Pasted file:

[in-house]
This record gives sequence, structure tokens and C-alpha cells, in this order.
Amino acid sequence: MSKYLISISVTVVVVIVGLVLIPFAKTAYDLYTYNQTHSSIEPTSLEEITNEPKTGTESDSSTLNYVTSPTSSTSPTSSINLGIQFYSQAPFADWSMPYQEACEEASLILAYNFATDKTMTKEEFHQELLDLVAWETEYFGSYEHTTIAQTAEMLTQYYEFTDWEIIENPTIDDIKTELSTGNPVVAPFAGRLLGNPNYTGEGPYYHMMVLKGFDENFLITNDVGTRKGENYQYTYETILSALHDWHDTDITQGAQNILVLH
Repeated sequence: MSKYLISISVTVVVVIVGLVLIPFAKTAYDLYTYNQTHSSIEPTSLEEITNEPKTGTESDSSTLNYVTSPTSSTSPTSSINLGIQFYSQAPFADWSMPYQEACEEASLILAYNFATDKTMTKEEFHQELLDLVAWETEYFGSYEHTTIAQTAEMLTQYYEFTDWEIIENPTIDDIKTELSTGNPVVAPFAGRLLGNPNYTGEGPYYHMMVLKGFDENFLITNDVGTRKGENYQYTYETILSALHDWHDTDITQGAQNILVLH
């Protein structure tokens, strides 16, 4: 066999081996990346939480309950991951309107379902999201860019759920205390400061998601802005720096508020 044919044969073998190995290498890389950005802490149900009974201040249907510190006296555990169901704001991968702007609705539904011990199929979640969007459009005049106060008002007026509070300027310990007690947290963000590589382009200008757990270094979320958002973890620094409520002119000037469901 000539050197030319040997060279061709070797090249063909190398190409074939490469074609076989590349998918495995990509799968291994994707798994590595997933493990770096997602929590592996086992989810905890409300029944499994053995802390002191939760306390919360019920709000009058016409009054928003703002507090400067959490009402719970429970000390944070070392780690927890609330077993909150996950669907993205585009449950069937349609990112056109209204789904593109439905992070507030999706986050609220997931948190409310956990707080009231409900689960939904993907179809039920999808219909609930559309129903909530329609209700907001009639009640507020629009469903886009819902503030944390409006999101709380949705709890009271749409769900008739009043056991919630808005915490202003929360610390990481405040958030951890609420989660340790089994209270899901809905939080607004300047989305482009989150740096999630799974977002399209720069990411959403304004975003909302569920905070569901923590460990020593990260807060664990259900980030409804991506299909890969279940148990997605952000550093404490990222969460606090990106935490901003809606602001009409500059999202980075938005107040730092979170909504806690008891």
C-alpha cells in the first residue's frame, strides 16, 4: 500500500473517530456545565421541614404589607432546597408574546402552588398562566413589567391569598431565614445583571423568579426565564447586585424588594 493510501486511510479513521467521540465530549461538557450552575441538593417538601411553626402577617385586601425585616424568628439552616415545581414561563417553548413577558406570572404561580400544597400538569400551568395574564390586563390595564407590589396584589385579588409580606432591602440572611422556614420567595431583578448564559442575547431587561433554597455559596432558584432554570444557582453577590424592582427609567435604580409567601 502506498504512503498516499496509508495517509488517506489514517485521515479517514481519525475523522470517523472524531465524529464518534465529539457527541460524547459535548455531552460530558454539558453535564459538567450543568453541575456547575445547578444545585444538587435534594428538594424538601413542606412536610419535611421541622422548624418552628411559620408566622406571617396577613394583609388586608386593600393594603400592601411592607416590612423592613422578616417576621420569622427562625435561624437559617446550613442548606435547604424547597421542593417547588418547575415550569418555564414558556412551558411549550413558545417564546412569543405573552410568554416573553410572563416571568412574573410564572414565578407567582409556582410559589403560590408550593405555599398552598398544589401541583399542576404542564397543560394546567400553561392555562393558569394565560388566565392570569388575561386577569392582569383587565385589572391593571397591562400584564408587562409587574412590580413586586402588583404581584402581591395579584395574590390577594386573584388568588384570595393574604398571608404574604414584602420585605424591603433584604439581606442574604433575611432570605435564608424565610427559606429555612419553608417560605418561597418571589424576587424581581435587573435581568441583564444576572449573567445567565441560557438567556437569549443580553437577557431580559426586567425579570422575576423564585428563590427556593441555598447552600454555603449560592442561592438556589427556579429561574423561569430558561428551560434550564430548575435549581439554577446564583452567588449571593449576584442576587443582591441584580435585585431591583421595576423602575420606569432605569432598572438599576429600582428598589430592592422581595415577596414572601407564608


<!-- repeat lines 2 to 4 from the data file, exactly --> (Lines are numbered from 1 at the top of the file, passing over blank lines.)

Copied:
This record gives sequence, structure tokens and C-alpha cells, in this order.
Amino acid sequence: MSKYLISISVTVVVVIVGLVLIPFAKTAYDLYTYNQTHSSIEPTSLEEITNEPKTGTESDSSTLNYVTSPTSSTSPTSSINLGIQFYSQAPFADWSMPYQEACEEASLILAYNFATDKTMTKEEFHQELLDLVAWETEYFGSYEHTTIAQTAEMLTQYYEFTDWEIIENPTIDDIKTELSTGNPVVAPFAGRLLGNPNYTGEGPYYHMMVLKGFDENFLITNDVGTRKGENYQYTYETILSALHDWHDTDITQGAQNILVLH
Repeated sequence: MSKYLISISVTVVVVIVGLVLIPFAKTAYDLYTYNQTHSSIEPTSLEEITNEPKTGTESDSSTLNYVTSPTSSTSPTSSINLGIQFYSQAPFADWSMPYQEACEEASLILAYNFATDKTMTKEEFHQELLDLVAWETEYFGSYEHTTIAQTAEMLTQYYEFTDWEIIENPTIDDIKTELSTGNPVVAPFAGRLLGNPNYTGEGPYYHMMVLKGFDENFLITNDVGTRKGENYQYTYETILSALHDWHDTDITQGAQNILVLH